It’s often argued that in the modern news cycle the mainstream media (MSM) can downplay “hard news” issues in favour of lighter topics that appeal to a celebrity obsessed culture. This is said to decrease coverage of “hard news” topics when they are forced to contend with “distractions” for agenda dominance.
The GCSB Amendment Bill, currently before Parliament, would grant broad powers for the Government Communications Security Bureau to spy on New Zealanders, while at present their remit extends only to foreign intelligence. This is controversial, and it is widely agreed that the GCSB Amendment Bill constitutes an unusually large imposition of state power. At the 27 July “Stop the GCSB Bill” protest in Wellington, a speaker cited the MSM’s reluctance to cover the GCSB Amendment Bill as one of the barriers to its opponents mobilising against it.
So the GCSB bill is a serious “hard news” topic of major public interest, and recently it has had to contend with “distractions” like the birth of the “Royal Baby” Prince George, and the high-rating talent show X Factor. To see whether the MSM did indeed ignore the GCSB story, I compared nine weeks of New Zealand press, broadcast and internet news coverage of these three issues, comprising almost 5,000 unique media items.* This is a quantitative analysis – no assessments were made about the tone or accuracy or completeness of coverage, or whether it tended to support any ideological position. That’s another project. Here we’re just looking at the media space given to each issue across news media outlets.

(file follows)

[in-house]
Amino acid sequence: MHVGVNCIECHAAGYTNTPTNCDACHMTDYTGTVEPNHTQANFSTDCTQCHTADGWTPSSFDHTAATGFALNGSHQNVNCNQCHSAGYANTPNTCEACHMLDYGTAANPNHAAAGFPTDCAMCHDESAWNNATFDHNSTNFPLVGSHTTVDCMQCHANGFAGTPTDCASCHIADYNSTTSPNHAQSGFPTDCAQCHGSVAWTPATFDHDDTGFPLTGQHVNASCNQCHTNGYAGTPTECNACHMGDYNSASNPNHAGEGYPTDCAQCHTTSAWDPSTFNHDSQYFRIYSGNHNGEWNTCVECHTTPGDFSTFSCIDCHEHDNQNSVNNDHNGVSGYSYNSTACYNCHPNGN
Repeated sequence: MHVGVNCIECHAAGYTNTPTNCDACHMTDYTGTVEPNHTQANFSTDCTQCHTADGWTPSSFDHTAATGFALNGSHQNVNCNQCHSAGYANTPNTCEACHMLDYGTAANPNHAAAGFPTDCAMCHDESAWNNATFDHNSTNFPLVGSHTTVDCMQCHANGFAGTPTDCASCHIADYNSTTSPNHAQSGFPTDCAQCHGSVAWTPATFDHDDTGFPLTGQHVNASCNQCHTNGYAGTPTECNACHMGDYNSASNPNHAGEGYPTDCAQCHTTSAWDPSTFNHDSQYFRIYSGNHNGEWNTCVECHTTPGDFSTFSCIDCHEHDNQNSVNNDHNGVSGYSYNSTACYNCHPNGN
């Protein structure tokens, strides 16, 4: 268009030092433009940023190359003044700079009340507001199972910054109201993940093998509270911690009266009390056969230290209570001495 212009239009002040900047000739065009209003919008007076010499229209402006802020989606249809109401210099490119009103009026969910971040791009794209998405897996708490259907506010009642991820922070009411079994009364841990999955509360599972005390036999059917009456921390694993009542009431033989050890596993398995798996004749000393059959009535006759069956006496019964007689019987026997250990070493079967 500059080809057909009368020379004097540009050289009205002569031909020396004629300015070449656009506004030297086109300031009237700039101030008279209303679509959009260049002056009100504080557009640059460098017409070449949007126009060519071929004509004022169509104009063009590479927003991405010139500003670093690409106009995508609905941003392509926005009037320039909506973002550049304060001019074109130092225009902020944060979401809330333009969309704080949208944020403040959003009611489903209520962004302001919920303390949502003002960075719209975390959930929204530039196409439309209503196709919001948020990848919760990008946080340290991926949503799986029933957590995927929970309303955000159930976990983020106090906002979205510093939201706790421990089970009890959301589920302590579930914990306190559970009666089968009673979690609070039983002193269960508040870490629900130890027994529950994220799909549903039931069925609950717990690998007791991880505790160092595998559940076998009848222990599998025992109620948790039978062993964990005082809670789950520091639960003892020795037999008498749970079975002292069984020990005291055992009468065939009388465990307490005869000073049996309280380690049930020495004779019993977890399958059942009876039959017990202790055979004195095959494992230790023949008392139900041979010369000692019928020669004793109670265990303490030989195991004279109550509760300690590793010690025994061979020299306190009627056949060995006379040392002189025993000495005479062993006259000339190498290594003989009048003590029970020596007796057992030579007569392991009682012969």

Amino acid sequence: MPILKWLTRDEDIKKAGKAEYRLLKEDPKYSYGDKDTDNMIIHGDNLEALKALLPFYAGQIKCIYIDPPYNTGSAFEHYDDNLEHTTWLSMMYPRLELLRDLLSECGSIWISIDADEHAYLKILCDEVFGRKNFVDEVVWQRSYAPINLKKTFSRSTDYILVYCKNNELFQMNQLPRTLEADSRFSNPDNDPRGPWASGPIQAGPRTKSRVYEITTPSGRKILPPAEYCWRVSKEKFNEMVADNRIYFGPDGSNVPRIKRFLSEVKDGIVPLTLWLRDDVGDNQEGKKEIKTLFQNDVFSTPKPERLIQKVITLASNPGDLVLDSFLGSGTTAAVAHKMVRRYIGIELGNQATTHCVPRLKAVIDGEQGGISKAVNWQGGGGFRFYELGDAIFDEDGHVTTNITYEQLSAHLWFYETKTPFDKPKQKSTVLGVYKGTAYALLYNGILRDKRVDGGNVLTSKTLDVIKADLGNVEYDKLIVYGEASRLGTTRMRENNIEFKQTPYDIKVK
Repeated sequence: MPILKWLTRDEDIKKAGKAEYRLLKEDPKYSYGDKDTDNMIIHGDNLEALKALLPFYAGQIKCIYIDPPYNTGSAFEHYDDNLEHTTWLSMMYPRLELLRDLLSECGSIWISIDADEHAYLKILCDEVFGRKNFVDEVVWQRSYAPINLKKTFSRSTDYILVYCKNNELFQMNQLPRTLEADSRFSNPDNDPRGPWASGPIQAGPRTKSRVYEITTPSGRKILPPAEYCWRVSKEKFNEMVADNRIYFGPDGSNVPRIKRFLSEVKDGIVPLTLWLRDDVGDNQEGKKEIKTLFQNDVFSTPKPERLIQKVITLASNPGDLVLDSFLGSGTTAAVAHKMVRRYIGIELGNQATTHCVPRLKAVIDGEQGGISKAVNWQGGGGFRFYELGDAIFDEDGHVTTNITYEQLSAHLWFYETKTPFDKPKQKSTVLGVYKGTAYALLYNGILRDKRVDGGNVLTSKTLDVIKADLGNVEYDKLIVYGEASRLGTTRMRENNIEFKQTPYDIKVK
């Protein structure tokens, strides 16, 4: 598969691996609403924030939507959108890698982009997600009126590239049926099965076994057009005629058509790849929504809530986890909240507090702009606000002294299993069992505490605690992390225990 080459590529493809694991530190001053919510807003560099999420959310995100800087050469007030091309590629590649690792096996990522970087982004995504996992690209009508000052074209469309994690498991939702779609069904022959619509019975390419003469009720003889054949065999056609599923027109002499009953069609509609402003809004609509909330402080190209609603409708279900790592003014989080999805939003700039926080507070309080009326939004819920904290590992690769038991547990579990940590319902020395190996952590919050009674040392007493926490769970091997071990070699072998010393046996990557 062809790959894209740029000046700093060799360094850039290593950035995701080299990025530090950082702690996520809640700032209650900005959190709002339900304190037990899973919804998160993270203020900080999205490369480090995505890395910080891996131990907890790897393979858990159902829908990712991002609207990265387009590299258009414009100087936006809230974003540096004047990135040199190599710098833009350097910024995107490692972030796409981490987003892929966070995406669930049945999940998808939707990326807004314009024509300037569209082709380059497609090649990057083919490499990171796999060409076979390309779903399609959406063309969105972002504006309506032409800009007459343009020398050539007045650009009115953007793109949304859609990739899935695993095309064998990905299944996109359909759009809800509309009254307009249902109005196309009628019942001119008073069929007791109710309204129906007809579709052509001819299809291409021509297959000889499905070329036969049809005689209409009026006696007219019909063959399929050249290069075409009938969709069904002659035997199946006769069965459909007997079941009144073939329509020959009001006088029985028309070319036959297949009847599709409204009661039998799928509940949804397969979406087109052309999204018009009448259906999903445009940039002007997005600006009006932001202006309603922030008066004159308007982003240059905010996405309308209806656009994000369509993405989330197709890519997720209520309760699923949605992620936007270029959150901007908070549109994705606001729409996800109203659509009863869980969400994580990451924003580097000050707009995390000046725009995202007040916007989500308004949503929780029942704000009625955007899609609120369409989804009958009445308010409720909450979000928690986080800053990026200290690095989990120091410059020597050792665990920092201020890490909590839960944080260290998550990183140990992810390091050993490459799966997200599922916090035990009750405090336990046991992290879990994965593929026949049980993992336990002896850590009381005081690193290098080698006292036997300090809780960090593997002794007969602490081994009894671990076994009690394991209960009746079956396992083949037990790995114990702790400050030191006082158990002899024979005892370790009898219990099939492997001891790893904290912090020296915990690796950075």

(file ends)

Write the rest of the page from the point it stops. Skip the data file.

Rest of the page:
This is what I found.
GCSB led by volume, with more than half the coverage. In terms of reach, the Royal Baby was the winner in the end, garnering close to 50% of the total audience due to extensive syndication on commercial radio and television coverage in late July. The GCSB story was much more prevalent in press and low-audience internet media. By either metric, X Factor coverage was the lowest by a considerable distance.